So is CR going to release their raw data so it can be verfied? Or just more junk results they can’t back up and should not even be made?

    • Cat says:

      I don’t care if they get their results from swinging a dead cat counterclockwise over their head at full moon on Friday the 13th. They’re usually spot on:

      Dodge / Chrysler sucks. Toyota rocks.

      I have one of each in my driveway. I will not be buying another Dodge product until CR says it’s okay.

      • Nigerian prince looking for business partner says:

        Those of us who experienced frame rot on virtually brand new trucks aren’t nearly as happy with Toyota vehicles. I had a new frame installed on my 3 year old Tundra, which then transformed a very nice vehicle into a complete piece of garbage. If they would have offered a buy out, I would have been all for it.

      • lotussix says:

        i’ve had less problems with my jeep than i’ve had with the other vehicles that i’ve owned….

      • Marlin says:

        Yea toyota and their sludge engines were great, their frames rusting out, bad floor mats i mean gas pedals or oh yea it was nothing…

        Yep toyota has no problems.


        • OnePumpChump says:

          The sludge engines WERE mostly fine. They sludged but just kept on going.

          And Japanese cars in general until the late 90s or so were rust-prone (a lot of European cars, too). Not really applicable anymore, and it never was applicable to everyone…particularly not the people reading Consumer Reports in preparation for buying a NEW car..

    • who? says:

      Consumer Reports reliability ratings and test ratings aren’t the same thing. They do actually buy and test cars, you know.

      Regardless, the reliability I’ve personally gotten from different cars over the years has been very consistent with the Consumer Reports survey results.

    • BurtReynolds says:

      Surprise…the Dodge enthusiast site has a problem with CR.

      I’m no fanboy, I was looking at a Honda Pilot and Toyota Highlander a couple weeks ago and was disappointed with both as far as interior materials and overall “quality” feel.

      I’m certainly not going to buy a Dodge though. Year 1 of improvement isn’t going to sell me a $40k vehicle. Plus the Dodge will be worth $10k less than the Honda or Toyota after 2 years because most people still think of the POS 2007 Dodge Durango with the Rubbermaid interior , despite the new one being much nicer and competitive. The only Dodge I’d buy has a Cummins motivating it, but I have no need for that vehicle.

  4. makreljohnson says:


  5. TheMansfieldMauler says:

    Consumer Reports never does pickup trucks any justice in their coverage. Hardly any reviews, no discussion of engine types, transmission types, towing, 4WD, configurations (2-dr, 4-dr, 3rd dr, converting (like the Avalanche), dually, etc.). They’re always treated as an afterthought.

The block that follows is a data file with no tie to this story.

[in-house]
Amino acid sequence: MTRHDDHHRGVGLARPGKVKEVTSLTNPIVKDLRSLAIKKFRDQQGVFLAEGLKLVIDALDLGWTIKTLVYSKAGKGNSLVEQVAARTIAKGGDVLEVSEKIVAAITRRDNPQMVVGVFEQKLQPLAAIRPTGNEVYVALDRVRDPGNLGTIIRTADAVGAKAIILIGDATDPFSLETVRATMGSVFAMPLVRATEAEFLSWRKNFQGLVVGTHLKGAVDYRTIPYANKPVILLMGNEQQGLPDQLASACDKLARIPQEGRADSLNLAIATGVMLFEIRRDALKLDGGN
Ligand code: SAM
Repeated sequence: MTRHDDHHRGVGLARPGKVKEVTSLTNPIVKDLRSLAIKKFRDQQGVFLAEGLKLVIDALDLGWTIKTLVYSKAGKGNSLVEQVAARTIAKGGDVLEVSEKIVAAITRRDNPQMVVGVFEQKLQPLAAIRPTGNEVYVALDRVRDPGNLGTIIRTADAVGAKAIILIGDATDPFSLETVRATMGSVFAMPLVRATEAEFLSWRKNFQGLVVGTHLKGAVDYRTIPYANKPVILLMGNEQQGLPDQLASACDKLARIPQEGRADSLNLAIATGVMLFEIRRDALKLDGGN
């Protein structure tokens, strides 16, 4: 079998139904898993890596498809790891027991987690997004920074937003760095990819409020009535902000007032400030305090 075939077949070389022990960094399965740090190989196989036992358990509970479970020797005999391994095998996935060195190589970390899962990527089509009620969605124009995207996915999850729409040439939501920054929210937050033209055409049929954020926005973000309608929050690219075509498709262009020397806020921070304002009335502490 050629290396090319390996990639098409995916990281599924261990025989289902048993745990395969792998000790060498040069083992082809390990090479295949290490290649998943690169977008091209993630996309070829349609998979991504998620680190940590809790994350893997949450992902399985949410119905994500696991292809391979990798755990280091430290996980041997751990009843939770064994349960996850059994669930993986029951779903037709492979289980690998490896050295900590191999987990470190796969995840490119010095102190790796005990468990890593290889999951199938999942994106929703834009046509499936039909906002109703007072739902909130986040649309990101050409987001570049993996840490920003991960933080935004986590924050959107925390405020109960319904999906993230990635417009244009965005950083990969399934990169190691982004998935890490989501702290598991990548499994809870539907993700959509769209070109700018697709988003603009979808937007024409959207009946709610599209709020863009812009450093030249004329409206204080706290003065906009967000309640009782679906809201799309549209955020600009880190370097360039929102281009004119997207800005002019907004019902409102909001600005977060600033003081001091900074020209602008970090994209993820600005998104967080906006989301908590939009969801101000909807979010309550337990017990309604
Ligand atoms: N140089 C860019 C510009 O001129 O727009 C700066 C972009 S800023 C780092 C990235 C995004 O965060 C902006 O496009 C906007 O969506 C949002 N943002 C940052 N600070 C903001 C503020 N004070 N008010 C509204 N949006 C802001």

6. SteveZim1017 says:

    Green car? what about the rest of us that want red or blue or silver cars?

  7. ARP says:

    Any Subaru owners out there? I was thinking of getting the impreza as a good “semi-city” car (e.g. Arlington, VA, Oak Park, IL, etc.) . Overall impressions?

    • Snowblind says:

      We have had a Subaru Forester since 2000. Since all of the cars are the same, except trim and of course different engines depending on the model.

      The good:
      Peppy engine
      Great traction
      Outstanding brakes
      Good visibility. No gigantic pillars like the Focus
      Ages well. Engine is just as strong as when new.

      Gas mileage
      Tire wear. Driving all 4 wheels makes for odd wear patterns. Rotate on schedule.

      The bad:
      Interior can be a bit cheesy, bad layouts. Like cupholders right in the way of the vents
      Expensive to repair, but not needed often.

      After 12 years, it is still going strong. We are retiring my 16 year old Neon (no, srlsy, I take good care of my cars, even they start out like crap) and getting a newer primary vehicle. No idea yet, but with a son that is hitting 5 feet at age 9, it has to have a bigger back seat…

      • Memtex784 says:

        I have got 2 Subaru’s, being in WI it’s nice to have the AWD in action. Compared some other like models with AWD, they came out to be $5k to10k cheaper and have better gas mileage. Both cars were built in Indiana. What is really interesting when I bought some factory accessories (rubber floor mats, liner, radio add-ons) all were made in USA. Seems like the foreign car brands are more USA made the the domestic ones.

      • GreatWhiteNorth says:

        I agree… my other half drives a 2000 forester since it was new. I grudgingly respect it mechanically and the AWD is good for poor road conditions ( with top snow tires all round), but it is a thirsty machine.

    • Willow16 says:

      We have a 2009 Forester and love it. It’s a great ride, average about 26 mpg with mixed highway/local road driving and it’s phenomenal in the snow and ice. I would definitely buy another one in the future.

  8. wryknow says:

    We just traded our cramped Mazda 5 (really great car before we filled every seat) for a used 2011 Sienna a month ago. I have never been this happy after the purchase on any previous vehicle.
    Time will tell when it comes to reliability etc.
    But we are putting it thru it’s paces with 3 big trips this year along. Can’t wait to fill out my CR survey in the fall.

  9. SPOON - now with Forkin attitude says: